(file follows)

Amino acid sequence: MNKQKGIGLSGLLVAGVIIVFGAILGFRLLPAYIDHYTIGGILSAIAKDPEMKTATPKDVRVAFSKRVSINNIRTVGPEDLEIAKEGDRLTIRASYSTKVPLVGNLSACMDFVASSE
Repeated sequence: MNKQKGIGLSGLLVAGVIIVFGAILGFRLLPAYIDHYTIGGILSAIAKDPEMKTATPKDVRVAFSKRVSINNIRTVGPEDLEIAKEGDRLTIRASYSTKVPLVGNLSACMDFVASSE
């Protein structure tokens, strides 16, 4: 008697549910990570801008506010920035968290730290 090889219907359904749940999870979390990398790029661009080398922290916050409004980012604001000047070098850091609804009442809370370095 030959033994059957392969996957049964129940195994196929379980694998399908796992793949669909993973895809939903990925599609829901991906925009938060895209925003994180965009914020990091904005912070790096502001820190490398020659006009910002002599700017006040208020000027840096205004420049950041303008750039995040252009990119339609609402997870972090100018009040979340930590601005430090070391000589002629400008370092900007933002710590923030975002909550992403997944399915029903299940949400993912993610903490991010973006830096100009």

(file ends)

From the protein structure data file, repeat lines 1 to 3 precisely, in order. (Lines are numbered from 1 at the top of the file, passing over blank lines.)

Amino acid sequence: MNKQKGIGLSGLLVAGVIIVFGAILGFRLLPAYIDHYTIGGILSAIAKDPEMKTATPKDVRVAFSKRVSINNIRTVGPEDLEIAKEGDRLTIRASYSTKVPLVGNLSACMDFVASSE
Repeated sequence: MNKQKGIGLSGLLVAGVIIVFGAILGFRLLPAYIDHYTIGGILSAIAKDPEMKTATPKDVRVAFSKRVSINNIRTVGPEDLEIAKEGDRLTIRASYSTKVPLVGNLSACMDFVASSE
């Protein structure tokens, strides 16, 4: 008697549910990570801008506010920035968290730290 090889219907359904749940999870979390990398790029661009080398922290916050409004980012604001000047070098850091609804009442809370370095 030959033994059957392969996957049964129940195994196929379980694998399908796992793949669909993973895809939903990925599609829901991906925009938060895209925003994180965009914020990091904005912070790096502001820190490398020659006009910002002599700017006040208020000027840096205004420049950041303008750039995040252009990119339609609402997870972090100018009040979340930590601005430090070391000589002629400008370092900007933002710590923030975002909550992403997944399915029903299940949400993912993610903490991010973006830096100009």